Foreign institutions in Spain and the Deposit Guarantee Scheme
Opening an account in a foreign bank is common nowadays. Many credit institutions whose head offices are abroad operate in Spain. They can act under the form of a subsidiary, a branch in Spain or under the freedom to provide services.
Subsidiaries are business entities incorporated in Spain which are authorised to operate as Spanish credit institutions to all effects and purposes, including guaranteeing deposits under the Deposit Guarantee Scheme for Credit Institutions (see the following Box).
- Branch in Spain of a foreign credit institution. A foreign bank which operates in Spain though a permanent establishment.
- Freedom to provide services. A foreign bank which provides services in Spain from its head office abroad, without an establishment in Spain.
According to data from the Banco de España’s credit institutions register, as at 31 December 2018, 673 foreign credit institutions were operating in Spain under the subsidiary or freedom to provide services regimes.
However, in these cases, the question arises whether cash deposits entrusted to these foreign credit institutions are guaranteed if they become insolvent in the same manner as when they are entrusted to Spanish credit institutions.
Please note that Spanish credit institutions are legally required to contribute to the Deposit Guarantee Scheme (DGS) for Credit Institutions in order to guarantee, in the event of insolvency or similar situations, that customers who have deposits in savings accounts, current accounts and fixed-term deposits are reimbursed (securities and financial instruments deposited at the bank are also guaranteed). The cash deposit amount that is guaranteed is limited to €100,000 per account holder, regardless of the number and type of deposits held at each bank.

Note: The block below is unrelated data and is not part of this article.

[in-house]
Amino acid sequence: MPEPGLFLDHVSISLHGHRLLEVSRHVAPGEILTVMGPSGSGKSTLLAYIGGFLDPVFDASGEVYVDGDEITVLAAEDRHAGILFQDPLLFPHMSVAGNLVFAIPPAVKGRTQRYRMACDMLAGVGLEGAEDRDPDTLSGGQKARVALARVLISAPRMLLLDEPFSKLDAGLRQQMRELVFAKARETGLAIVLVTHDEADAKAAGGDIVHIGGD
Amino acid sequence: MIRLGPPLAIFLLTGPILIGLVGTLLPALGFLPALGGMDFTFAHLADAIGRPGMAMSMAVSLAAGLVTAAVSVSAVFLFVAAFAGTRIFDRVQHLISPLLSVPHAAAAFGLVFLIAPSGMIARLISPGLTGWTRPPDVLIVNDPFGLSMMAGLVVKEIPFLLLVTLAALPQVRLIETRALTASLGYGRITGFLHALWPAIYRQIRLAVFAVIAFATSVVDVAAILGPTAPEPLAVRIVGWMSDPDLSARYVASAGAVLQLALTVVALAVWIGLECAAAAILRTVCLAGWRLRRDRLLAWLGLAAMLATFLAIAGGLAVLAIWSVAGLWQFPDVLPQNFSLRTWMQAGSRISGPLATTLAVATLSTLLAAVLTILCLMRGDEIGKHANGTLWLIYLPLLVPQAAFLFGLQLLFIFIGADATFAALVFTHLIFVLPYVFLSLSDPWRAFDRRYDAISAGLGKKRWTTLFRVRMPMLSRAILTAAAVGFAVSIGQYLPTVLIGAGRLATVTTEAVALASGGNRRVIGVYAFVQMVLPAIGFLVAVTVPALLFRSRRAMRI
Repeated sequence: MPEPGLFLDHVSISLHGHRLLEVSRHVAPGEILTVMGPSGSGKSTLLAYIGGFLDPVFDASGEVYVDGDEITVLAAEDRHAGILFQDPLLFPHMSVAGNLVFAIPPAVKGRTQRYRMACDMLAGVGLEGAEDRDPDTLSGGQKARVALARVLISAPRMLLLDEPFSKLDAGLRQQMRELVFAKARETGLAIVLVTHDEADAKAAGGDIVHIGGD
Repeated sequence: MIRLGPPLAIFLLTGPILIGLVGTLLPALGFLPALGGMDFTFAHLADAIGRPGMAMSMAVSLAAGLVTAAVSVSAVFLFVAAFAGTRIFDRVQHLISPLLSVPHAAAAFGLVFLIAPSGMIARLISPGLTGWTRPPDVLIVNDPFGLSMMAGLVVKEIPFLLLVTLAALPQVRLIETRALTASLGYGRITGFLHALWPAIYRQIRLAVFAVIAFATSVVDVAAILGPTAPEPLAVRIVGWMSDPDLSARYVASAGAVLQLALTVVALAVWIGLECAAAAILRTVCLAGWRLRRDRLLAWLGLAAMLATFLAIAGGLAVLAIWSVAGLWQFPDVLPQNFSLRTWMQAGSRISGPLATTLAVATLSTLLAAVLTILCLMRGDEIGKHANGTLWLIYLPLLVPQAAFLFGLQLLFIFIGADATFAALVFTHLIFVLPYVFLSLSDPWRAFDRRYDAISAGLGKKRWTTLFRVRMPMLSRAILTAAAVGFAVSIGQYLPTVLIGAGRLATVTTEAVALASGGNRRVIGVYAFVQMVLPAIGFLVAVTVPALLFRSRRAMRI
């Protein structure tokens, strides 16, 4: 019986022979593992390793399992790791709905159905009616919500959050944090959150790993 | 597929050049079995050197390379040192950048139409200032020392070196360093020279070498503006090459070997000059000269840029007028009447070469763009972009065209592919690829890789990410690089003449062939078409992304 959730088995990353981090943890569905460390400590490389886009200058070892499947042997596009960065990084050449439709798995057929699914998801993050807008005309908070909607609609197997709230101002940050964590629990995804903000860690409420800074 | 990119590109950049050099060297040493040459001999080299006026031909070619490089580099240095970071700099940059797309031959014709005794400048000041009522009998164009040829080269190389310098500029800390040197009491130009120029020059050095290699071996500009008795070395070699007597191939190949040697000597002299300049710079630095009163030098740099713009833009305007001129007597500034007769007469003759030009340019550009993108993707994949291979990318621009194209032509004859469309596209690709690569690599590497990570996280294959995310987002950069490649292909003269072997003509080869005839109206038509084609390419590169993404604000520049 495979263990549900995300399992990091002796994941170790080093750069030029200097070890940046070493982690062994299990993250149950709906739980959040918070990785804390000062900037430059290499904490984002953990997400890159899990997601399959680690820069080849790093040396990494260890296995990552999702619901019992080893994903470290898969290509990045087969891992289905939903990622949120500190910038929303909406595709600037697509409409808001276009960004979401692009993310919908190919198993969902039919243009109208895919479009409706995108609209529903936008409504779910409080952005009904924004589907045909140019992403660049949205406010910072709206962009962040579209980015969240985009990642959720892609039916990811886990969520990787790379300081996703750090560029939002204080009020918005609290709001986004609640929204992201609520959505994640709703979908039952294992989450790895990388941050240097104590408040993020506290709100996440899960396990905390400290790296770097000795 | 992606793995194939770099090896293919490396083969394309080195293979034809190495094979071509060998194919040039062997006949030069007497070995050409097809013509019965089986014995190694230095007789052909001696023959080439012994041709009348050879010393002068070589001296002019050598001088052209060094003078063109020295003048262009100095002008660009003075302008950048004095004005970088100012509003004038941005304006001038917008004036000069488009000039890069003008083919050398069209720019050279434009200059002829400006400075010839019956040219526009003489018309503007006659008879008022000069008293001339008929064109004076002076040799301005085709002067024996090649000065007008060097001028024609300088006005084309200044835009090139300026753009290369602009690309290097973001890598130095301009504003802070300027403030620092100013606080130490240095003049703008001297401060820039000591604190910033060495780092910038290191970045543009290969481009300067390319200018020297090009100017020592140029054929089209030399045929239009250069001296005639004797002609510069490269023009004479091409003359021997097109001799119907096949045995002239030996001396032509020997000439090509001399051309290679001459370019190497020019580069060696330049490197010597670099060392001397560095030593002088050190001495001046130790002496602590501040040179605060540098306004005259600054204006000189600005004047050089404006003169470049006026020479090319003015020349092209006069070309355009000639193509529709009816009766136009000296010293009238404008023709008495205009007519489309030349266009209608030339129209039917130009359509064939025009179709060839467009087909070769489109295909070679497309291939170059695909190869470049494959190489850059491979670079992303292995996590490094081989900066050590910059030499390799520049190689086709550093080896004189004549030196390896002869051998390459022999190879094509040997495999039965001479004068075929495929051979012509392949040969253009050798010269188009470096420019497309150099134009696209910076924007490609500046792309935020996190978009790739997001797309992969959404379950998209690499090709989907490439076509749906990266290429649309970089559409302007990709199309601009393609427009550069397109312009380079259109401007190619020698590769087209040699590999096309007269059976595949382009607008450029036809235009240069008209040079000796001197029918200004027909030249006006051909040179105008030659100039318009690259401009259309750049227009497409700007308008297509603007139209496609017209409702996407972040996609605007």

The answer to that question will depend on whether the entity is a branch of an EU Member State or of a non-EU Member State.
In the case of branches located in Spain that belong to authorised credit institutions in other EU Member States, any money deposited in them by customers is guaranteed by the Deposit Guarantee Scheme of the corresponding credit institution’s home country. In accordance with EU law, such Deposit Guarantee Scheme must provide the same coverage as the Spanish DGS.
The branches of non-EU Member State credit institutions operating in Spain must contribute to the Spanish DGS unless such institutions provide a level of protection to depositors that is equal to or higher than our DGS. If such coverage is lower than they must contribute to the DGS to cover the difference in coverage.
What happens if a foreign credit institution is operating without an establishment in Spain? Here we must once again distinguish between institutions that are authorised in other EU countries and in non-EU credit institutions.
In the case of EU institutions, cash deposited by customers is guaranteed by the Deposit Guarantee Scheme of the home country of the credit institution in question, and the coverage it provides must be equal to that provided by the Spanish DGS.
Non-EU institutions may only operate in Spain without an establishment subject to express authorisation by the Banco de España, which will determine which activities they may engage in. Only three non-EU banks currently operate under this regime in Spain, although none of them is authorised to receive deposits from the public. If in the future a non-EU bank should plan to take deposits in Spain without having a permanent establishment, the Banco de España’s authorisation would be conditional upon proof being provided that such deposits have the same protection as in the home country and that the conditions set for deposit coverage in Spain were met.